An interesting discussion was had, via email, with one of our colleagues who happens to be fairly well-connected, through her work, to major players in one small corner of the family court world. Below is an interesting, single insight into the thoughts of judges and lawyers who work within the system. Very little, if any, of what is contained is surprising to anyone who has had to take their lives into the black hole of family court. The following was edited to eliminate some unnecessary detail. As we often like to say – “to protect the innocent and the guilty”:
I attended informal dinner party with several members of the Family Law Cartel last night.
Good ladies, all. Interesting to hear different perspectives. Our hostess — whether inadvertently or by design, I don’t know — brought together a mix of child custody evaluator, a pro bono attorney who represents domestic violence victims (yes! including men! I was so surprised!), litigation attorneys, an associate judge (who used to be a collaborative divorce attorney), and several other collaborative attorneys.
This event was not held the county where I currently practice.
In this particular county, there are some really fabulous changes happening. The newly-appointed judge is just one example. She said she is equally inclined to give custody to fathers as mothers. I asked her about the built-in biases favoring “The Golden Uterus,” and her response was…
When you’ve been in this business as long as I have, and have seen some of the dreck of the earth calling themselves ‘mothers’, you get really cynical about that whole Madonna image.”
Really? Can you share some of that with some of your colleagues? Many of them still seem to be quite enamored of “Madonna”. In any event, that was hopeful.
I asked specifically about the child support scam and federal matching funds. She said…
“Honestly, yes, of course we are aware of how all the dirty politics works. But when I issue a CS order, the only thing on my mind is whether or not those kids are going to end up being taken care of.”
…whereupon one of the other attorneys jumped in with…
“… or if the State is going to have to pick up the tab.”
None of them see federal matching funds as a money-maker for the State. They see it as reimbursing the state tax payers who had to foot the bill for children who are on TANF, WIC, AFDC, and CHIPs. An interesting alternative point of view.
I asked the pro bono attorney about her views regarding domestic violence. What she said was extremely enlightening. She acknowledged that a woman is just as likely to physically assault a man, as vice versa. She said they consider domestic violence in terms of where the balance of power is in the relationship. They consider who controls the finances, who controls the kids, who controls the other person’s activities, etc. I asked her if she was familiar with the term “maternal gatekeeping” and she said they are just now learning more about that, and understanding how that can shift the balance of power toward the woman. I asked, “Do you assume that the wage earner is also the person in control of the finances?” She said, “We used to, 15 years ago, but not any more.”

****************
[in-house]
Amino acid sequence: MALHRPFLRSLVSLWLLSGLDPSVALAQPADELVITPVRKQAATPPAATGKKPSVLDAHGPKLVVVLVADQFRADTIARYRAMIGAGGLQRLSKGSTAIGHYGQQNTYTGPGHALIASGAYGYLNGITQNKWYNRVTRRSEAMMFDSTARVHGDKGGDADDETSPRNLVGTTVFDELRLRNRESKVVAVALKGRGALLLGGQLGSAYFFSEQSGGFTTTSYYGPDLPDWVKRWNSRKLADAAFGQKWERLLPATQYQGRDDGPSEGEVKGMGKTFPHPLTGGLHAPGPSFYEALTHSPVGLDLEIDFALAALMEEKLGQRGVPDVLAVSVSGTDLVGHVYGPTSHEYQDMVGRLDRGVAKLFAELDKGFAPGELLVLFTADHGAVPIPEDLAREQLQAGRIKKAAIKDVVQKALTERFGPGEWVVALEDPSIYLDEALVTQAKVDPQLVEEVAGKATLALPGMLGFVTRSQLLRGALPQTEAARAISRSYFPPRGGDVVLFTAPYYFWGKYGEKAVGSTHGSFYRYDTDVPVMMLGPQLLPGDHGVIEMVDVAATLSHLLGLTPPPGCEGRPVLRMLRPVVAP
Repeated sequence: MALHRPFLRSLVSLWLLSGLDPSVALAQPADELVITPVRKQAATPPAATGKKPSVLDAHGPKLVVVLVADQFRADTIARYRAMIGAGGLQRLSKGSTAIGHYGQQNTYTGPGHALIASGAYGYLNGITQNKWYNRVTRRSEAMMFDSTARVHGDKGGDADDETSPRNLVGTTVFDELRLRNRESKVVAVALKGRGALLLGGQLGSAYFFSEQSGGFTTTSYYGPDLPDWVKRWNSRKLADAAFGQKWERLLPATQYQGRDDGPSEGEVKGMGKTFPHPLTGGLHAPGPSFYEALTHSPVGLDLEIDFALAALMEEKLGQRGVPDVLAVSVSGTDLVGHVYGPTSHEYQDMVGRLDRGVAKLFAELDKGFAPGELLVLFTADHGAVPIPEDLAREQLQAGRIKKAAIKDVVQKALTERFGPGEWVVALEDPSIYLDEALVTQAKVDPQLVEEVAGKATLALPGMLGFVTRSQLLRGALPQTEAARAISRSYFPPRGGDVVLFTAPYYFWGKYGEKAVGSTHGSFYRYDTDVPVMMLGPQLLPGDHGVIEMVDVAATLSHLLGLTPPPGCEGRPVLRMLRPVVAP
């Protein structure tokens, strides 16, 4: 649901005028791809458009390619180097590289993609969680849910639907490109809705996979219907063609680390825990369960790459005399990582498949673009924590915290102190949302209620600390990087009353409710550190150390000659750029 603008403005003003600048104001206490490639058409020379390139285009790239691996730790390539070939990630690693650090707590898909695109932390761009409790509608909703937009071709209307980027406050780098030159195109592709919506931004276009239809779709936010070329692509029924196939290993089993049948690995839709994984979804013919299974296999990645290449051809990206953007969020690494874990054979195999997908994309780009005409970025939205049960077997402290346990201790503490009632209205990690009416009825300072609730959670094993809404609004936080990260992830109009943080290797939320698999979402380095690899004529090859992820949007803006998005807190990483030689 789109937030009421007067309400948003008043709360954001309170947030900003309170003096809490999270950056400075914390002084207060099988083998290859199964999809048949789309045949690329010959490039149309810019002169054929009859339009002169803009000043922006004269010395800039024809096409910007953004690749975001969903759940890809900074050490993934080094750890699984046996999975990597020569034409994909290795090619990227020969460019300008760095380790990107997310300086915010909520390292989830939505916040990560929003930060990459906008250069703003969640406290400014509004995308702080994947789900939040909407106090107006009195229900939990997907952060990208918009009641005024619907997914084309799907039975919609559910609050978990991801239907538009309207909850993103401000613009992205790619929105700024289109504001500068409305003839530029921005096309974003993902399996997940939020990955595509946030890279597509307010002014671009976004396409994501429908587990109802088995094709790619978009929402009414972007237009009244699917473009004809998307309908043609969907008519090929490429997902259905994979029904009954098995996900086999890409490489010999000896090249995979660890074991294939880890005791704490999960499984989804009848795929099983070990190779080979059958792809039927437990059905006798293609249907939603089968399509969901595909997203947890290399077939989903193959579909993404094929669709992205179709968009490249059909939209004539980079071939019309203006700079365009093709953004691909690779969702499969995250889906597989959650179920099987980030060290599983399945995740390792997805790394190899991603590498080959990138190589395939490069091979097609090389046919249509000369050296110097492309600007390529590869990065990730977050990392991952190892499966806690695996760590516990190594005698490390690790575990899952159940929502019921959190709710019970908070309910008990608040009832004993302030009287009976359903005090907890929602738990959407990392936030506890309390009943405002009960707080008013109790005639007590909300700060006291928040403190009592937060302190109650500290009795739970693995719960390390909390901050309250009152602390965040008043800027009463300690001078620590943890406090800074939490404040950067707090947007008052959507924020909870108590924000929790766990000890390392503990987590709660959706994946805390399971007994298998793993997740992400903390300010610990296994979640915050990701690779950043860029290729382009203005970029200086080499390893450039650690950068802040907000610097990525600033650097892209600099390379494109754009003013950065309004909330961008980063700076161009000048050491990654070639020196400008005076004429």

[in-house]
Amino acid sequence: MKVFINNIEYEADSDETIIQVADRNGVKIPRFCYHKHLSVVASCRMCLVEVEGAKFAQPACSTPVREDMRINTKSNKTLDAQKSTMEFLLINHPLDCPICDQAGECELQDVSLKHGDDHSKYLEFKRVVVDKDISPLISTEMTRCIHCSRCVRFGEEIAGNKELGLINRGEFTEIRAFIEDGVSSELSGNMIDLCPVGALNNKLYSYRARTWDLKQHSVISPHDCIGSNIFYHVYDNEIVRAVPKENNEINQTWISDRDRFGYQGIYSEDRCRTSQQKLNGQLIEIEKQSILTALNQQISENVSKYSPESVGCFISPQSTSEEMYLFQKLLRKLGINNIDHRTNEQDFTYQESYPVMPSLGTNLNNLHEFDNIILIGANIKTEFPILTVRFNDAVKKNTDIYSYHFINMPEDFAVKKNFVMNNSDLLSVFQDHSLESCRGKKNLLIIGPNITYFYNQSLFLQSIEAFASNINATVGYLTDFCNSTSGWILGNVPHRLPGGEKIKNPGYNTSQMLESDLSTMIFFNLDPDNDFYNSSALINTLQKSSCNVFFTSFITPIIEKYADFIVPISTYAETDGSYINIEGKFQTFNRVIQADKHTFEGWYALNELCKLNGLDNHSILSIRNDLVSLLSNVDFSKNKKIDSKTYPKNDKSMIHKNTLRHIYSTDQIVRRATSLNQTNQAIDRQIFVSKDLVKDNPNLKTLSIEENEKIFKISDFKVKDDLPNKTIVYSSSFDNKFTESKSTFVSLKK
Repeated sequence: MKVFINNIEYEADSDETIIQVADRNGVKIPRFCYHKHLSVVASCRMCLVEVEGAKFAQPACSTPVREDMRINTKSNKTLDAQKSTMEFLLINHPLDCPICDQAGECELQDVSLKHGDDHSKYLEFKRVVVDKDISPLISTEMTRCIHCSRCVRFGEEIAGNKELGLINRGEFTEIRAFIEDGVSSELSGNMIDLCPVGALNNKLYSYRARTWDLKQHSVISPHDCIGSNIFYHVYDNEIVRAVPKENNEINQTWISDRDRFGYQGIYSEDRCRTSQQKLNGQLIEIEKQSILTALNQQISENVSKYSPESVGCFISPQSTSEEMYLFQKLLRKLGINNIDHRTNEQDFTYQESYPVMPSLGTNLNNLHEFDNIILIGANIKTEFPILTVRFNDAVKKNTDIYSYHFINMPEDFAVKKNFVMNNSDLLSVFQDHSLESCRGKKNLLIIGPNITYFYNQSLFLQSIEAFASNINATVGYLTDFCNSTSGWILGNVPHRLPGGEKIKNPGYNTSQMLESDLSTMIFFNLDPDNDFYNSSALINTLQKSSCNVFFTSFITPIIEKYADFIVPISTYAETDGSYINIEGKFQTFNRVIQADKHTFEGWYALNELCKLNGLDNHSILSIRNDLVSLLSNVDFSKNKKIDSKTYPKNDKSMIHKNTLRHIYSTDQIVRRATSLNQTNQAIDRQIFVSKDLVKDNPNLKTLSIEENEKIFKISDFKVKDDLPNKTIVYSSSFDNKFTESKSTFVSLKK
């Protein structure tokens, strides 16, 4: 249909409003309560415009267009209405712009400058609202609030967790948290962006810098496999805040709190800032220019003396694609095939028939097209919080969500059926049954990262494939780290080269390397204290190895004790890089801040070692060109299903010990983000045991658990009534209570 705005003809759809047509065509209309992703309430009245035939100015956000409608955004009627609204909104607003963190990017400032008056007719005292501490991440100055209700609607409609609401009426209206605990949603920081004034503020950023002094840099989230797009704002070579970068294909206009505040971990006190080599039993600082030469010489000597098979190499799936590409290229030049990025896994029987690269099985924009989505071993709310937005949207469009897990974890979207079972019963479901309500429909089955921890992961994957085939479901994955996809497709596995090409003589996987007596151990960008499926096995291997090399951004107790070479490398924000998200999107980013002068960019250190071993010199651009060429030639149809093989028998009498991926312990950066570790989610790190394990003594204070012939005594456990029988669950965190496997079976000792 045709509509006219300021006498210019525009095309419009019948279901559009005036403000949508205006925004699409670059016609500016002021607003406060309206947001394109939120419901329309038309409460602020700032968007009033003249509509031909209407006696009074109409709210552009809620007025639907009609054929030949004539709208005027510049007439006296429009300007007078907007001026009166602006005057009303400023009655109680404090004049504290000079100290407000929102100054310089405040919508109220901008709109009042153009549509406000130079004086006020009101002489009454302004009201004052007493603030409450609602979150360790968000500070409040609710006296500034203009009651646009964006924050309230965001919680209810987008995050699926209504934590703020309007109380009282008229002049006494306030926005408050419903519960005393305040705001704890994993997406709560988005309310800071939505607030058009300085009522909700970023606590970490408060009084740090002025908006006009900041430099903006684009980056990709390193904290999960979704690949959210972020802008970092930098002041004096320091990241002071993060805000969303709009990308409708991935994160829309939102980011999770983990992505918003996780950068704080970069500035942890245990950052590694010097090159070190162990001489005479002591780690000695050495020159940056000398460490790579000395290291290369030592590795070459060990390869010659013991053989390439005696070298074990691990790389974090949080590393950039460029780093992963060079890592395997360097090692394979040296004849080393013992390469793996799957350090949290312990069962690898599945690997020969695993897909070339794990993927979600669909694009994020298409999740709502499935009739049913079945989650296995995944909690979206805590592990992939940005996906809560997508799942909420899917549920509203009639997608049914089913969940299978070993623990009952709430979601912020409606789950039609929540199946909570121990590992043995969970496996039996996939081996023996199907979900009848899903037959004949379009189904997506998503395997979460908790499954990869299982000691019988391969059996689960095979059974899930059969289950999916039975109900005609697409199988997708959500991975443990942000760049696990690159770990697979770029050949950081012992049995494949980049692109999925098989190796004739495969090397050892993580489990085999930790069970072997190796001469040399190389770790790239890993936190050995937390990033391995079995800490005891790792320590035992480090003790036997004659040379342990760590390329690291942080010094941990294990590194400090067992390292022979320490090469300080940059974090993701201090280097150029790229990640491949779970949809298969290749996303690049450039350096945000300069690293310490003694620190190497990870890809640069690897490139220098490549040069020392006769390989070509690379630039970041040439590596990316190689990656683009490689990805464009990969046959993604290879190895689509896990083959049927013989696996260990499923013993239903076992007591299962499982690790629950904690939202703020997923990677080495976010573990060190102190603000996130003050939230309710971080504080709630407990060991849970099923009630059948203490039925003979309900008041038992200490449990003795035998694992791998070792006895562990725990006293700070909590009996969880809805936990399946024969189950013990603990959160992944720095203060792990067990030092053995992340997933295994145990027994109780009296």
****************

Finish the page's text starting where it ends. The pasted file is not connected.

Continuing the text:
Another positive step in the right direction, I think.
So I inquired, “But what about kick-out orders? Do the judges still issue ex parte kick-out orders?”
Well, yes, they do. Because usually that’s the first thing that comes into the courtroom. They don’t have any way of knowing if it’s phony or not, so they want to “err on the side of caution.”
I said, okay, that’s reasonable. Do you “err on the side of caution” if it’s a man making the allegation? “We’ve never actually had that happen.” Hmmmm… wonder why?
So… do they sanction a woman who makes a phony allegation, if they discover she did it just to gain the upper hand?
Sort of. It’s certainly going to sway the way they view the rest of her case. But mostly — what this new judge told me — is that she will sanction any attorney who coaches their client to play those kinds of games. What does attorney sanction look like? Well, it’s pretty invisible to the layperson, but it looks like a judge who won’t allow that attorney’s evidence or overrules their objections or isn’t available when that attorney wants a conference in chambers or cannot seem to find docket space for the motions that attorney files.
In other words, they basically render the attorney ineffective.
Note that what they do not do is call the attorney out, remove their license, or bring the case to a swift conclusion. It seems that there is still this code to protect their income stream (duh).
Anyway, fun times, fun times. It’s not this way everywhere, but it is this way in one semi-metro area of Texas. I love that the awareness is getting better. I also love that the Divorce Cartel is no longer blowing off men’s family law issues as merely, “Oh, he’s just angry because he has to pay child support.” More and more of them are considering that there is another side to the coin. The pendulum may not have actually reversed direction, but I wonder if it is slowing down.